While you might think Gov. Andrew Cuomo and his brother, Chris Cuomo, are exaggerating their sibling bickering for the cameras, Andrew explained to Seth Meyers on Wednesday just how real their brotherly rivalry truly is.
One of the favorite aspects of their brotherly bond -- at least among their outspoken fans, many of whom have taken on the moniker "cuomosexuals" -- is their combative banter during the governor's frequent appearances on Chris' CNN news program, Cuomo Prime Time.
While sitting down with Seth on Wednesday's new Late Night, the host asked the governor if what viewers see on TV is "a true reflection" of their relationship, or if they are "playing it up a little bit, in regard to the busting of the chops."
"No, we're playing it down! It's tempered," Andrew said with a laugh. "That's the nice version. It's the 'I'm biting my tongue' version. Because he takes advantage of me in that situation, you know?"
As the governor explained, his brother "has a certain amount of license" as the host of his own show.
"He can say what he wants to say. I have to be gubernatorial and respectful," Andrew said. "So he uses it."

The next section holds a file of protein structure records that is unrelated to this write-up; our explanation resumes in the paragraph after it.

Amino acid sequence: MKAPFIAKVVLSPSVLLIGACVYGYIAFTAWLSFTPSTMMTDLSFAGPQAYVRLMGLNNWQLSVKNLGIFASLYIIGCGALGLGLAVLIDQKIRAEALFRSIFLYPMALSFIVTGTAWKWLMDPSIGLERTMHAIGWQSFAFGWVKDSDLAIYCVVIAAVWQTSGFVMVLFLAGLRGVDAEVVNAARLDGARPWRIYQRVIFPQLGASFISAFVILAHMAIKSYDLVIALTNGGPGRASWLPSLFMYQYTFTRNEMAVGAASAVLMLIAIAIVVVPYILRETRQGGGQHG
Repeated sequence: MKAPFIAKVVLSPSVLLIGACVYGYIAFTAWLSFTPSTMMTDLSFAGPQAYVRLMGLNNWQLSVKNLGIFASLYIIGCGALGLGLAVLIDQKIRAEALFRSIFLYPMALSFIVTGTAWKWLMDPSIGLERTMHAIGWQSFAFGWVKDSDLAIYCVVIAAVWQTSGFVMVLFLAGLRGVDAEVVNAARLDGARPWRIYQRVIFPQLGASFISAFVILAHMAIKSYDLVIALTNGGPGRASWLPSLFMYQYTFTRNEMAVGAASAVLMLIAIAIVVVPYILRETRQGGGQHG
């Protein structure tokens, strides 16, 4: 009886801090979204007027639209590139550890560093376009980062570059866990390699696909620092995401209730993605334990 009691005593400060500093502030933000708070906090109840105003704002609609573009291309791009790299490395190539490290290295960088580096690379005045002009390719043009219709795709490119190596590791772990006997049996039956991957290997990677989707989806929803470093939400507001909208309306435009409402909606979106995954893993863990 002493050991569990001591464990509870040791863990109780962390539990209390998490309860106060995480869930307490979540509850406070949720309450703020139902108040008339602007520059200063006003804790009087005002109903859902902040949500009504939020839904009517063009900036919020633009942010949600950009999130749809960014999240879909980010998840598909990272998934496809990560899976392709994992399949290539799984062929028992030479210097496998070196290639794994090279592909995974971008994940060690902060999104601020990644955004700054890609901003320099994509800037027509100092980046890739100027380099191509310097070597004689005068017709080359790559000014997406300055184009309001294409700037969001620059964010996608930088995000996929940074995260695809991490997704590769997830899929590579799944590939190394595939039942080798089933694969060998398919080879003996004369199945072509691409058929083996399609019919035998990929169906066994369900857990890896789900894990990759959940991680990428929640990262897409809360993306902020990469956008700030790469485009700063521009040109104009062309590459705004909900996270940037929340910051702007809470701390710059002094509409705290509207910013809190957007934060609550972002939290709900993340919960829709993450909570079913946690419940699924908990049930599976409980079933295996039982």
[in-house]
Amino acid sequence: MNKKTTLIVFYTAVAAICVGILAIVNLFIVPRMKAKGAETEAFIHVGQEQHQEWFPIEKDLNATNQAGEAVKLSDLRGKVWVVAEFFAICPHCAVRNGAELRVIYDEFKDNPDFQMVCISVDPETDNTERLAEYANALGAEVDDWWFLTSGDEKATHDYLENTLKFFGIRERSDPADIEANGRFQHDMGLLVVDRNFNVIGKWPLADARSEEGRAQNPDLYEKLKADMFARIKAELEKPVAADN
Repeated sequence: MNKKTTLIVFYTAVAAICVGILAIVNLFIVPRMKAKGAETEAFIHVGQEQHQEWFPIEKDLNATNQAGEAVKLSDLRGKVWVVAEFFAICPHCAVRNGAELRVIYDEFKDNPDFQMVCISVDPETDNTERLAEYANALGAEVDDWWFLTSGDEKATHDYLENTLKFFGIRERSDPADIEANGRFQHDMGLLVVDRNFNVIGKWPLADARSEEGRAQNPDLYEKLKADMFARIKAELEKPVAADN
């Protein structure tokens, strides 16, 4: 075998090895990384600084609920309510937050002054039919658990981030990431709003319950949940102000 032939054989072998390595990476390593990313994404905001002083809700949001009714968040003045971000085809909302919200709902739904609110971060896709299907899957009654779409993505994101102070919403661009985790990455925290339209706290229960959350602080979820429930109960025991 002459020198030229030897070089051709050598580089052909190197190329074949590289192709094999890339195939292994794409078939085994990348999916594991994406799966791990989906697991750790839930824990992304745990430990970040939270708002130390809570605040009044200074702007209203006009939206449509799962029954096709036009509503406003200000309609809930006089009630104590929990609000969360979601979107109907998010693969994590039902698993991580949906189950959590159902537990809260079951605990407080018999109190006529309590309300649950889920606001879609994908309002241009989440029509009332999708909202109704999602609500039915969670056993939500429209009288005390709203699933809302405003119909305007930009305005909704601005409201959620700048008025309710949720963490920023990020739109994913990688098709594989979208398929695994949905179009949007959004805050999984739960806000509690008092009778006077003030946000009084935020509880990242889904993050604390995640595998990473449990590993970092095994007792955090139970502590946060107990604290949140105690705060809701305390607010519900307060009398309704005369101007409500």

However, for Andrew, as the older brother, he feels it's his "familial and biological duty to assert dominance over the younger brother."
"To keep them humble, keep them in their place, to assert intellectual dominance, physical dominance, athletic dominance," Andrew continued. "All of which happens to be true between me and my brother."
"It's not just an age thing. I am superior in so many ways and he has to remain humble," he added, with a grin. "I'm dedicated to that proposition, out of love for him, you see."
While the duo might often butt heads, there's clearly a lot of love between the brothers. On Wednesday's Cuomo Prime Time, Andrew and Chris even shared a sweet moment where they expressed their love for one another at the end of another combative interview, giving fans a look at how close their bond truly is.
See the video below for more on the brothers' bond and their newfound popularity among Americans amid the pandemic.